With the ease of online sharing, photographers are hot on protecting their work online and you rarely see images from photographers without some sort of marking.
So there are two functions for marking your images. You need to decide if you want to watermark for protection or brand your images for advertisement.
The image above shows you an example of watermarking on an image. Watermarking is where you place a mark on your image to protect it from being swiped for illegal use online or printing without a release. To successfully protect your image with watermarking, sadly, the watermark needs to basically ruin your image so that it can’t be of use for printing. Your watermark should cross over important areas of your image like the subject’s face. Now, where there’s a will, there’s a way. In the image above, it wouldn’t be difficult to remove the watermark with Photoshop.
Some ways you can watermark in Photoshop are:
- Use your logo to create a brush which you can add to your images with one click. See this video for how I made mine.
- You can copy/paste your logo file onto the image and change the opacity if you want it to be transparent.
- You can simply type something like ‘do not copy’ onto the image. If you want to make a copyright symbol, you can copy/paste this one —> ©
- You can use MCP Actions’ FREE action ‘Facebook Fix’ to resize your images for use online. Part of the action allows you to select your logo file to use as a watermark or you can add the copyright symbol with one click.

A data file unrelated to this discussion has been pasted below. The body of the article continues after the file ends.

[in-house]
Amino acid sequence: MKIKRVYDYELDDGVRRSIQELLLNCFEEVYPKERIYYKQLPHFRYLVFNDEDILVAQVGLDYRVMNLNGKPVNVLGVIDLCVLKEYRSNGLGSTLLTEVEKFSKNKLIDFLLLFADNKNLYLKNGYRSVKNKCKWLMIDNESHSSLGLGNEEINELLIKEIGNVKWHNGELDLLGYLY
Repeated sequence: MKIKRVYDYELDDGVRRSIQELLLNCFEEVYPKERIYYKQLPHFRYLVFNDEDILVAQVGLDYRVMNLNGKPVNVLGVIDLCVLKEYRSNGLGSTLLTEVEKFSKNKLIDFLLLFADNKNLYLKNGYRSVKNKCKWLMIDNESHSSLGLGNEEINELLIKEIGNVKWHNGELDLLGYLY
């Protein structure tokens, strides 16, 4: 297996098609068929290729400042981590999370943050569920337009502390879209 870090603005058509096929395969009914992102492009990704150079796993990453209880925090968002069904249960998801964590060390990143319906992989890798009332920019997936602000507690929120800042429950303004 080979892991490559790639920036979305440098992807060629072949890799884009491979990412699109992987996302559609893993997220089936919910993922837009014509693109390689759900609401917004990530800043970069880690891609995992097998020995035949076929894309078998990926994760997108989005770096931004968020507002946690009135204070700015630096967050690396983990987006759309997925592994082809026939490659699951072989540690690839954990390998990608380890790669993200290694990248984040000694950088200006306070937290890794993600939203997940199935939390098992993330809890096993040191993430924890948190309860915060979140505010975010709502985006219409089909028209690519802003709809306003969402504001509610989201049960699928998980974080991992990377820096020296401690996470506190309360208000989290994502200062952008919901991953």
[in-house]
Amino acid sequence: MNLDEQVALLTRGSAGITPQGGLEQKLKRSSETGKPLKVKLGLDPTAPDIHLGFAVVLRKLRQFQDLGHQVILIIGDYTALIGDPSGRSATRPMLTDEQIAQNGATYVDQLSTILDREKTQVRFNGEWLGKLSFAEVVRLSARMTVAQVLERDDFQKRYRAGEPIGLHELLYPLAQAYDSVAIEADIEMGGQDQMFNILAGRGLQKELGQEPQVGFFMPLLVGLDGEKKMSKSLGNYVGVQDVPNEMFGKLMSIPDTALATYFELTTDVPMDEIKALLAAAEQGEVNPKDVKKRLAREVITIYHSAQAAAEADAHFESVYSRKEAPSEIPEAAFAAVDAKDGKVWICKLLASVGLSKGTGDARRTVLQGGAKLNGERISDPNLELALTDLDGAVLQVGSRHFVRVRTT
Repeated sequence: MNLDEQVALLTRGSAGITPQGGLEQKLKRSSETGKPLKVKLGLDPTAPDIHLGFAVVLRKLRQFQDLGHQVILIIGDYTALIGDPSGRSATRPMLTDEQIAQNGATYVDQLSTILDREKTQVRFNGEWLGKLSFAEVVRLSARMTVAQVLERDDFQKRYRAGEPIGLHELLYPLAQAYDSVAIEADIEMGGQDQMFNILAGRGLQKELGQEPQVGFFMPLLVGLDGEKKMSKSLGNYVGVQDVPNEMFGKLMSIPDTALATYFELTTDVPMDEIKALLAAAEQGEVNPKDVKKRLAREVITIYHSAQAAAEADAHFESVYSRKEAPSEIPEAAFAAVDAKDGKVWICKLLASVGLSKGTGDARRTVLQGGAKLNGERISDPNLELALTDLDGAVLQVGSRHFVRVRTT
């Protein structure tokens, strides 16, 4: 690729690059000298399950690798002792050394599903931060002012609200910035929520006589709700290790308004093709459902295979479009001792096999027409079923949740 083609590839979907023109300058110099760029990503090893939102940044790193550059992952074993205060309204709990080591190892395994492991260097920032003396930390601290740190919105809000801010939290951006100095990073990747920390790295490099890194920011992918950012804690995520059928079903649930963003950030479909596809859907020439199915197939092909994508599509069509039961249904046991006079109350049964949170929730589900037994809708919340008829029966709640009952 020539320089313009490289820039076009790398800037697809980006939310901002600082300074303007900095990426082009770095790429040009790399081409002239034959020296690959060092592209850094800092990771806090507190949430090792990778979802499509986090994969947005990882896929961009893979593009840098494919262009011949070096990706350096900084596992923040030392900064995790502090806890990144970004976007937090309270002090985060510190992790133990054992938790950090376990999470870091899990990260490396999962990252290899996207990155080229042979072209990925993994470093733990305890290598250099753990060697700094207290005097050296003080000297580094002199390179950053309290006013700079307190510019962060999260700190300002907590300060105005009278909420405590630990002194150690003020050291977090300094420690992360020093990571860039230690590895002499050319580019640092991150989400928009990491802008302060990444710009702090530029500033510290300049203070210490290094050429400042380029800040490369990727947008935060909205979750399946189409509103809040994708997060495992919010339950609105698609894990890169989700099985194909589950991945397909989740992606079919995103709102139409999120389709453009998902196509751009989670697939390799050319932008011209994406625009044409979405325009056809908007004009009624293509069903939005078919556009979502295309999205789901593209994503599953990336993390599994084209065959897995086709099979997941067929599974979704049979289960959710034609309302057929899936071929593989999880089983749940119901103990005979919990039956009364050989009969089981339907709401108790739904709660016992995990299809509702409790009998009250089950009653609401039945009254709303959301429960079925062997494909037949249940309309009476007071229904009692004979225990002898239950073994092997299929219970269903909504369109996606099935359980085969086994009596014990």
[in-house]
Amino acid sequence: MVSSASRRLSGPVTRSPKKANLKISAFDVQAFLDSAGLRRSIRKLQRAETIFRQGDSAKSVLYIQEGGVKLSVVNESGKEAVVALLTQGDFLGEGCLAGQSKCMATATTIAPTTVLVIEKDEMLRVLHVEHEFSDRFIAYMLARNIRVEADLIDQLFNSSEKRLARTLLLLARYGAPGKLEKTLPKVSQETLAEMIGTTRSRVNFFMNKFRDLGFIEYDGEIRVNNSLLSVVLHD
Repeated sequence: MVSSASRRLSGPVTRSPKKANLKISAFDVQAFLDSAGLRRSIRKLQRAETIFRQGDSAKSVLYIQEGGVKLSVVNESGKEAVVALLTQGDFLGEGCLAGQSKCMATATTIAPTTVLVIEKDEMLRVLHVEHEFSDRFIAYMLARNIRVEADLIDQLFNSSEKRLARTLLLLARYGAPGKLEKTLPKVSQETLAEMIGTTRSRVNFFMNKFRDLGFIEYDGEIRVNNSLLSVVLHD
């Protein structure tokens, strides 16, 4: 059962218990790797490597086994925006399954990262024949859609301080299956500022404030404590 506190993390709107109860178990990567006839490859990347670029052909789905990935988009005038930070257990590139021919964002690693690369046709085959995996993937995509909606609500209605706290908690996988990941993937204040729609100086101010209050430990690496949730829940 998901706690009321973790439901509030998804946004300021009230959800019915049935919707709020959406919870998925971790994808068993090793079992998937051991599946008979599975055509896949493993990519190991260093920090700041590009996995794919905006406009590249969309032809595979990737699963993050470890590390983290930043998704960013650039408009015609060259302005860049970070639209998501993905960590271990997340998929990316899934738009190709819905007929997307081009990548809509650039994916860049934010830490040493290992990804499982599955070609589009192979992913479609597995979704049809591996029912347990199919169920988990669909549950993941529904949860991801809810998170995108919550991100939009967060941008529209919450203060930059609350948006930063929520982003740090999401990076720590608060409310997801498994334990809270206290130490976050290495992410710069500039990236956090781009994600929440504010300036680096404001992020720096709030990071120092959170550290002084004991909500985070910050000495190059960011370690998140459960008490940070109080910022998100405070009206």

How you can watermark in Lightroom:
- When you export your images, choose the size you want to export the files as and there’s also an area where you can add a watermark to a specific area of your images like bottom-right, middle center, middle top, etc. This is my preferred method when exporting a large number of images for a preview gallery.
Branding is different from watermarking in that:
- It doesn’t necessarily function as a protection for your images
- It isn’t meant to compromise the aesthetics of your image, but add to it
- It is for advertising purposes
I like to use branded images in web sharing and never brand my images for printing. Sometimes I get emails asking how big your logo should be on someone’s print and I’m like “what?!” I never do that. Sometimes, I sign the corner of my work for fine art prints or something special, but I don’t add a digital branding.
Like you will see to the right, I like to place my brand in a location where the subject is interacting with it, particularly when I want the image to serve the purpose of marketing. I like the subject to be highlighting my business name, not the other way around. So this means that I also take this into consideration when choosing which images I will use to advertise my business online. I want an image that can be branded nicely. So in the example on the right, you’ll see that she’s actually looking at my business name/branding and I’ve placed it in a nice open space where it fits well.
I would recommend using your whole business name, not just your logo. And even better, use branding that includes your URL.
So how can you add your brand to your images?
- The exact same ways outlined above!
- Be aware that if you use a brush like mentioned above in the watermarking section, then it will be only one colour. If that is a problem, I would recommend just copy/pasting it on like you see in the image on the right –>
As with anything, weigh the pros and cons and mark your images in a way that sits well with you. Or don’t mark them at all! Anything goes :)Pin It